Spanish Company Pioneers Traffic Monitoring Using Bluetooth


Efficient roads and traffic systems are one of the most important components of urban infrastructure. The study of traffic flows therefore is needed to design better roads, highway systems, bike lanes, sidewalks and other necessities.

Cities are now home to 50 percent of the world’s population and this number is said to grow in the coming years. Designing better infrastructure is a challenge and tracking road usage is another.

Traffic data is acquired by using pressure or magnetic sensors, which work for larger objects like cars or trucks. However, signals from pedestrians and cyclists are too weak to pick up, which is where Spanish company Libelium comes in.

The company will use the unique bluetooth signals generated from cell phones of walkers and/or cyclists in order to track data. According to them:

Understanding the flow and congestion of vehicular traffic is essential for efficient road systems in cities. Smooth vehicle flows reduce journey times, reduce emissions and save energy. Similarly the efficient flow of pedestrians in an airport, stadium or shopping centre saves time and can make the difference between a good and a bad visit. Monitoring traffic – whether road vehicles or people – is useful for operators of roads, attractions and transport hubs.

The proposed platform senses the flow of Bluetooth devices in a given roadway or street. It also has the capability to differentiate hands-free car kits from pedestrian phones. This data is then transferred by a multi-hop ZigBee radio, via an internet gateway, to a server. The measured traffic can then be analyzed to address congestion or vehicular or pedestrian traffic.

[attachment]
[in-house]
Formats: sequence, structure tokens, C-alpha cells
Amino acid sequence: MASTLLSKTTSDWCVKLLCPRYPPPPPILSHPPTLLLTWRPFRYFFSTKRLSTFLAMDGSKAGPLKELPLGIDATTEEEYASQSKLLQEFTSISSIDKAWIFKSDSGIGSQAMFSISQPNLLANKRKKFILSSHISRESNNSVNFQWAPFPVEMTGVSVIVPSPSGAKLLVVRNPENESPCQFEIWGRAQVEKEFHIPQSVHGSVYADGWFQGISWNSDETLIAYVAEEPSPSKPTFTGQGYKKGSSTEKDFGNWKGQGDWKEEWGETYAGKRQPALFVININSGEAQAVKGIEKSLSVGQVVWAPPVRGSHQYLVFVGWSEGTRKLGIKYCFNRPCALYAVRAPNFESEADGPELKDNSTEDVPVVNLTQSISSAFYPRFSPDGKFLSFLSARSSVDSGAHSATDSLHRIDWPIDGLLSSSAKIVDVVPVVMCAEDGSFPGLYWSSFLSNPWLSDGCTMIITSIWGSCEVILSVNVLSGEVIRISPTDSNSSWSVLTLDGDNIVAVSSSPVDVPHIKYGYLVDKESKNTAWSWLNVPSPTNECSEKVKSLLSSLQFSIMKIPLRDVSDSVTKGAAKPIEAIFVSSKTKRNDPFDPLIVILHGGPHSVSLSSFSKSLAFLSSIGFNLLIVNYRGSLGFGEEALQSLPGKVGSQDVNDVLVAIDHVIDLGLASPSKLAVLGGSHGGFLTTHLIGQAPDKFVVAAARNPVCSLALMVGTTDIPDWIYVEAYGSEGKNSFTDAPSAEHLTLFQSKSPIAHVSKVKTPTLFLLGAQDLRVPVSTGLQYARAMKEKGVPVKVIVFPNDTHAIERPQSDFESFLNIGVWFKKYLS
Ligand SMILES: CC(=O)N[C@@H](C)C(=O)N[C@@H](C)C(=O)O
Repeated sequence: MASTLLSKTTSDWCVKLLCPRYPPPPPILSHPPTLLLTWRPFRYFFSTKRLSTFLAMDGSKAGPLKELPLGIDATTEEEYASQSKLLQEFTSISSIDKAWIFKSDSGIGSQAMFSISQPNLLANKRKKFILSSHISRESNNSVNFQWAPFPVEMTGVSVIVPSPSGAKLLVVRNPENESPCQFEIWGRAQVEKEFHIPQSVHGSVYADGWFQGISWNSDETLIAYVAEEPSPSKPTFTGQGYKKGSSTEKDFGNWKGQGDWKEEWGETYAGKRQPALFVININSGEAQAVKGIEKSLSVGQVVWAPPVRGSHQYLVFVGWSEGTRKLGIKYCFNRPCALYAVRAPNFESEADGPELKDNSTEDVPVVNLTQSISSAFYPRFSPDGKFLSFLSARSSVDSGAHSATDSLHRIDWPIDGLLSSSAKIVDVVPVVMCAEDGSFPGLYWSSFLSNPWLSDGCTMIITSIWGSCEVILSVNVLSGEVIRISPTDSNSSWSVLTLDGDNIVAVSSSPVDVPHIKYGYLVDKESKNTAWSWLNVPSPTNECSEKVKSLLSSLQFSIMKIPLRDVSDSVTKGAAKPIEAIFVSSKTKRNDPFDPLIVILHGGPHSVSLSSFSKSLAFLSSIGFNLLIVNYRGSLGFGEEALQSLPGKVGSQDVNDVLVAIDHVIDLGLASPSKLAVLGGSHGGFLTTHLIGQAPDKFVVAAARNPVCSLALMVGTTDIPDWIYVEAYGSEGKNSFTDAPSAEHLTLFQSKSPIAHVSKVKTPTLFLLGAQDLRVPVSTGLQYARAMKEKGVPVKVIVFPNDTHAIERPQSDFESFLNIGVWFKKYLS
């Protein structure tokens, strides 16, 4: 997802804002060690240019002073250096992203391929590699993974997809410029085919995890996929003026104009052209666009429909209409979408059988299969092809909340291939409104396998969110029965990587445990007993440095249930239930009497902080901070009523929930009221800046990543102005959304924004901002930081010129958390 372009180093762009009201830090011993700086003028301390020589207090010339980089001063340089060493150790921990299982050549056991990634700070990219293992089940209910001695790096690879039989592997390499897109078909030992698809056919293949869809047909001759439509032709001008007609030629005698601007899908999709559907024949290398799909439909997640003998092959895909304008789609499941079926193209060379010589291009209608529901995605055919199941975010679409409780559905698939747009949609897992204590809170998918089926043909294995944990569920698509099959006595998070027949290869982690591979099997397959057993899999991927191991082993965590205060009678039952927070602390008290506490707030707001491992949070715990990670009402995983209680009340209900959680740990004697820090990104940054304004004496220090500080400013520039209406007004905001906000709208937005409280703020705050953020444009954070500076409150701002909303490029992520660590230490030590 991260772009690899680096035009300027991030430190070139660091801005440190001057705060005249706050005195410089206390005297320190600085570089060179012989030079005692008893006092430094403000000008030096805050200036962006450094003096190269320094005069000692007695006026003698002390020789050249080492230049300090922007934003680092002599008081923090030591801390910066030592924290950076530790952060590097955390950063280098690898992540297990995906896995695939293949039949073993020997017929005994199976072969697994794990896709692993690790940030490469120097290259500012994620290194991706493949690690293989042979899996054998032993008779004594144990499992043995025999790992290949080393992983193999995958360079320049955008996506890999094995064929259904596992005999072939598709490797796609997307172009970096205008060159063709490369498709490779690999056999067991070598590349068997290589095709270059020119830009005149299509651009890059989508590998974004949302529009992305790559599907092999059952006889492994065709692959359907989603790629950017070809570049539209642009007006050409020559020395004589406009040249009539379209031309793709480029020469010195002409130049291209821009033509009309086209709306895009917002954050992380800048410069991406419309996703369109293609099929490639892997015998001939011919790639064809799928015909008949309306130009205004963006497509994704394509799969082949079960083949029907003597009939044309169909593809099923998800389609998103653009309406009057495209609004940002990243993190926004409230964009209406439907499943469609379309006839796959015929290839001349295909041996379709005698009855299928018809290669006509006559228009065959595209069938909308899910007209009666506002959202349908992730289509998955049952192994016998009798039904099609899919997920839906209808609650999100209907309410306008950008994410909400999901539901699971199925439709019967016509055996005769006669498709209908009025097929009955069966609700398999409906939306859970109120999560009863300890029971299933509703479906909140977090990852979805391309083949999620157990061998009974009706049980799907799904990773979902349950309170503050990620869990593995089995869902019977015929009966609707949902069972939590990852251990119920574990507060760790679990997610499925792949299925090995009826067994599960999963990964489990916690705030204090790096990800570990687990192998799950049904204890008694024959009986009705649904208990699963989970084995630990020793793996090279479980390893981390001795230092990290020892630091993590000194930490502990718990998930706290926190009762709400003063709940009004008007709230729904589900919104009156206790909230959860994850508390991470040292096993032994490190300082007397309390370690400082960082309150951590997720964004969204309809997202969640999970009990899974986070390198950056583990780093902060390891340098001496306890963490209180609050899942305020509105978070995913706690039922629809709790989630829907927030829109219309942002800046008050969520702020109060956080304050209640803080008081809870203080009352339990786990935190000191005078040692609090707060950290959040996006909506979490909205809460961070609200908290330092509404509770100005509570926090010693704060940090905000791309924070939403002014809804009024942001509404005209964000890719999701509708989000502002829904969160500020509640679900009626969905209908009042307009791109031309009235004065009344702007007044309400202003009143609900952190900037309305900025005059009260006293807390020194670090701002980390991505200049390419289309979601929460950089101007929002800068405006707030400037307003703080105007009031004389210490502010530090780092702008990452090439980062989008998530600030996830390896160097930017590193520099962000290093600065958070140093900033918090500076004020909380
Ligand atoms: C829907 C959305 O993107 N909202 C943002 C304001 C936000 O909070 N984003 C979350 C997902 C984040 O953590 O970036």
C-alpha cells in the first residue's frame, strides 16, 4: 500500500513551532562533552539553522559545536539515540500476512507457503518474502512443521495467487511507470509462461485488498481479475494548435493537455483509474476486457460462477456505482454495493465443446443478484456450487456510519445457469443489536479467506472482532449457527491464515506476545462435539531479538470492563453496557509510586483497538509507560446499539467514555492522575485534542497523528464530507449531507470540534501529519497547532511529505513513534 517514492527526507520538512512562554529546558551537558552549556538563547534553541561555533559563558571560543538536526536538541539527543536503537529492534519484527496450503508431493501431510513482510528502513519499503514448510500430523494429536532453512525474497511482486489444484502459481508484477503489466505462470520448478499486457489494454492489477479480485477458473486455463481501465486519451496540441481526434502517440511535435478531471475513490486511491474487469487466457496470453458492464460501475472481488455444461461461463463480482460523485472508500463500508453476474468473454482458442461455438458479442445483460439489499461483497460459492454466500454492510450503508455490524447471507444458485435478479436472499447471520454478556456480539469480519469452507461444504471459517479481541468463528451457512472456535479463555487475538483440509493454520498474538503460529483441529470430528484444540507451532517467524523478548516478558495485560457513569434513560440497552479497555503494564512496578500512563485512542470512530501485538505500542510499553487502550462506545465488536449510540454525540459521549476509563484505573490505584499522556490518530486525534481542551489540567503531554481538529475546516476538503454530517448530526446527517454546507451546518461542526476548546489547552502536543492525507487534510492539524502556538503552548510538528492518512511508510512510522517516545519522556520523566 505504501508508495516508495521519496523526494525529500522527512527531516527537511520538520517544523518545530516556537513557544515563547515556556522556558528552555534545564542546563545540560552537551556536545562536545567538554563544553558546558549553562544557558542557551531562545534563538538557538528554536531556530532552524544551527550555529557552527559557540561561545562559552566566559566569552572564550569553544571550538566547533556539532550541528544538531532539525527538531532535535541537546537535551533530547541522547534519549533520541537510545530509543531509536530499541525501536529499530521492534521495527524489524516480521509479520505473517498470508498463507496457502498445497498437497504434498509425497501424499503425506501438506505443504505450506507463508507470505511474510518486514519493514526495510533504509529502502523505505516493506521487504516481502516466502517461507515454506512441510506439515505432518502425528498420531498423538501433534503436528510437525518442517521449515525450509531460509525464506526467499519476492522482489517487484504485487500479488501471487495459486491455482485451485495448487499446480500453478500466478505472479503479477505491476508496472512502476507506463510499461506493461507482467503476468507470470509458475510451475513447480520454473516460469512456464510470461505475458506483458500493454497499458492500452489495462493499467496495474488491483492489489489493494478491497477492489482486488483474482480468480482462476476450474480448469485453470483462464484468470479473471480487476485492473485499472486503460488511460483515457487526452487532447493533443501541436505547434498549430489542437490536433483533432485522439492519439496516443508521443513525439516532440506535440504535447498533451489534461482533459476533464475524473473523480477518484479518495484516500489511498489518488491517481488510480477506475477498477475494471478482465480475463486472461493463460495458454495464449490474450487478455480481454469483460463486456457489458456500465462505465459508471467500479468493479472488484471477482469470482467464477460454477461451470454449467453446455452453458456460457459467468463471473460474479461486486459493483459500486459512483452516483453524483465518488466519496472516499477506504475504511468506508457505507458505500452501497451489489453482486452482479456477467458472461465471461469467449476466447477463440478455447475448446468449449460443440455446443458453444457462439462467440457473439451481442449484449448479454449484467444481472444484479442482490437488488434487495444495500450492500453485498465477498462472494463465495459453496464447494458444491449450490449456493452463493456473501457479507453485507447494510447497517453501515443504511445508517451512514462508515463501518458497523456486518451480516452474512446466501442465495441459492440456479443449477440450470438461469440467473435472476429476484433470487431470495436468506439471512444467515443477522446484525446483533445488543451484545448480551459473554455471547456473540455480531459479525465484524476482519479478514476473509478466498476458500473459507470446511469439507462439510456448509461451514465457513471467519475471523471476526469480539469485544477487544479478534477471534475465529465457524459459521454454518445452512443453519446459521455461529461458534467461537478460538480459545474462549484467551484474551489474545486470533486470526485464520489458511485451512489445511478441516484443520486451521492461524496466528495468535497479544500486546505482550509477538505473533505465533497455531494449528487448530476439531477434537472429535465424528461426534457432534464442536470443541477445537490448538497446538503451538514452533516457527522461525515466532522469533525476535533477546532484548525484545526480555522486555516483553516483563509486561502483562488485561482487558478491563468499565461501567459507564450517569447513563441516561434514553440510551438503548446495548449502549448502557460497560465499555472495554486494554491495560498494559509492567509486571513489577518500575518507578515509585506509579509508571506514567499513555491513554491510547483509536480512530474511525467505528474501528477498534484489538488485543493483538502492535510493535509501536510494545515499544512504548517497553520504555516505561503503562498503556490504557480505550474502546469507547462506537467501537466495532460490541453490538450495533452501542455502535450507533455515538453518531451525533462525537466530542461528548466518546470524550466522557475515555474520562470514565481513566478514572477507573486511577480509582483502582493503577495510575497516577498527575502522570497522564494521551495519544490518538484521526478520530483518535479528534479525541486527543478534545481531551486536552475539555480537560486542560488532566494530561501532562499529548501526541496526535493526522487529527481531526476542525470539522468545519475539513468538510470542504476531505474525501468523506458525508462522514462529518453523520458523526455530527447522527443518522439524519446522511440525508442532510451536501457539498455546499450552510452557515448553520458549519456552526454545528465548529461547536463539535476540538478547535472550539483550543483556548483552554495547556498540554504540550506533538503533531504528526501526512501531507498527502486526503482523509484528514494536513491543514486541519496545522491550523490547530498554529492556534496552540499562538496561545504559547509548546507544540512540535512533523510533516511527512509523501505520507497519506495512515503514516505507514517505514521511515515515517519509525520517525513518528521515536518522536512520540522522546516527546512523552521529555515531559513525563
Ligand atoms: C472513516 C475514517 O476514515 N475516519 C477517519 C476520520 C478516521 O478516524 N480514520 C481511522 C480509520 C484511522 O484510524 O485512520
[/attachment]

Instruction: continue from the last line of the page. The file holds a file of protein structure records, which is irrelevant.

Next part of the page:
The technology uses the Expansion Radio Board for Waspmote, this allows two different types of radios to be connected at the same time. The Bluetooth radio is used as a sensor to detect nearby devices and the ZigBee radio sends this information. The Bluetooth radio allows up to 250 devices to be scanned.

The proposed technology will not only help in designing better roadways but will also help in giving better accurate reports about which areas are most crowded for walking or cycling. Such information is also vital for designing structures like pedestrian bridges, which many cities are in need of. This information can also be incorporated into maps to give people less crowded routes as options. Ultimately, the aim of the technology is to make it easier for walkers and bikers to do their thing. To promote more sustainable cities, anything that makes it easier for people to be more eco-friendly in their lifestyle should be encouraged.

Image Credit: Libelium/Promo image

Akhila is the Founding Director of GreenDen Consultancy which is dedicated to offering business analysis, reporting and marketing solutions powered by sustainability and social responsibility. Based in the US, Europe, and India, the GreenDen's consultants share the best practices and innovation from around the globe to achieve real results. She has previously written about CSR and ethical consumption for Justmeans and hopes to put a fresh spin on things for this column. As an IEMA certified CSR practitioner, she hopes to highlight a new way of doing business. She believes that consumers have the immense power to change 'business as usual' through their choices. She is a Graduate in Molecular Biology from the University of Glasgow, UK and in Environmental Management and Law. In her free-time she is a voracious reader and enjoys photography, yoga, travelling and the great outdoors. She can be contacted via Twitter @aksvi and also

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